Intelligent Design

Selective hyperskepticism: A response to Professor Moran

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Are ID advocates guilty of selective hyperskepticism?

Professor Larry Moran evidently thinks we are. In a recent post, he writes:

Let’s take the formation of bacterial flagella as a good illustration of how they use selective hyperskepticism. They begin with the unshakeable assumption that gods exist, that that they must have created life. They then find an example of something complex where the exact evolutionary pathway hasn’t been worked out and declare that the gods made it. They refuse to answer any questions about how, when, where, and why and they refuse to present any evidence that gods did it.

When evolutionary biologists present some evidence that bacterial flagella could have arisen by evolution the creationists turn into selective hyperskepticists by demanding a detailed blow-by-blow account of the historical process complete with reams of scientific evidence. Of course, they would never think of applying these same criteria to their own worldview.

A few quick points in response:

1. Although many Intelligent Design advocates (including myself) believe in God, Intelligent Design does not specify the identity of the Designer (or designers). From a purely scientific standpoint, there is currently no way to answer this question.

2. Intelligent Design does not “begin with the unshakeable assumption that gods exist,” as Professor Moran alleges. We don’t even begin with the assumption that a Designer exists; rather, it is something we attempt to argue for, on the basis of probabilities. Professor Moran should know us better than that.

3. Intelligent Design advocates do not demand a “detailed blow-by-blow account of the historical process” by which bacterial flagella originated. All we ask for is a semi-plausible calculation showing that the probability of bacterial flagella originating in our cosmos by known natural processes probably exceeds 10^(-150). Heck, I’d be happy with a calculation showing that for just one of the proteins in the bacterial flagellum. I can understand why Professor Moran might balk at calculating the odds of life originating by natural processes, but one protein? We’re talking about a single molecule here. Why be so coy, Professor?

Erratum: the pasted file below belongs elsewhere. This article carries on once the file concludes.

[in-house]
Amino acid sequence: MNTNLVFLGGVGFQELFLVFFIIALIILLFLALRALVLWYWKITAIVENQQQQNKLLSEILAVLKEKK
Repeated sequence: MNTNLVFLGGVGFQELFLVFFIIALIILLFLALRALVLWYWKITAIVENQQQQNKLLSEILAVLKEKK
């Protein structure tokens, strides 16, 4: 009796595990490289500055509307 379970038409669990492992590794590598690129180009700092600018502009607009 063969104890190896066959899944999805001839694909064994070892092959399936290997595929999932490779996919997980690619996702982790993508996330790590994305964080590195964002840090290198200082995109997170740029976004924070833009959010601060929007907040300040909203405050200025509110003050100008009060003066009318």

4. If Professor Moran wants to see some good arguments for the claim that bacteria flagella could not have arisen by evolutionary processes, I would invite him to read Jonathan McLatchie’s 2012 monograph, The Bacterial Flagellum: A Motorized Nanomachine. Allow me to quote a few key excerpts:

The most common response to the claim that the bacterial flagellum manifests irreducible complexity has been to point to the type III secretion system (T3SS), a needle-like syringe used by certain bacteria (e.g. the archetype for this system Yersinia pestis) to inject toxins into organisms, as a possible evolutionary predecessor. There are a number of problems, however, with this hypothesis. For one thing, it sidesteps the need to also explain the components of the type III export machinery (including FlhA, FlhB, FliR, FliQ, FliP, FliI etc.), at least most of which are essential for its function. Indeed, one study “examined the effect of loss-of-function mutations in each of the type III secretion-associated genes encoded within SPI-1 on the assembly of the needle complex,” finding that all six of the Type III secretion system components homologous to those listed above are required for the system’s function (Sukhan et al., 2001)…

Even in the event that it was somehow feasible to evolve the flagellar export apparatus and basal body by evolution, there is the problem of producing the filament. Leaving aside the fact that the flagellar filament is assembled with the assistance of an essential capping protein encoded by FliD, the exported flagellin monomers need to stick both to each other and to the export machinery’s outer components (so that they are not lost from the cell into the surrounding medium). The specific and co-ordinated mutations required to facilitate such an innovation are likely to be well beyond the reach of a Darwinian process.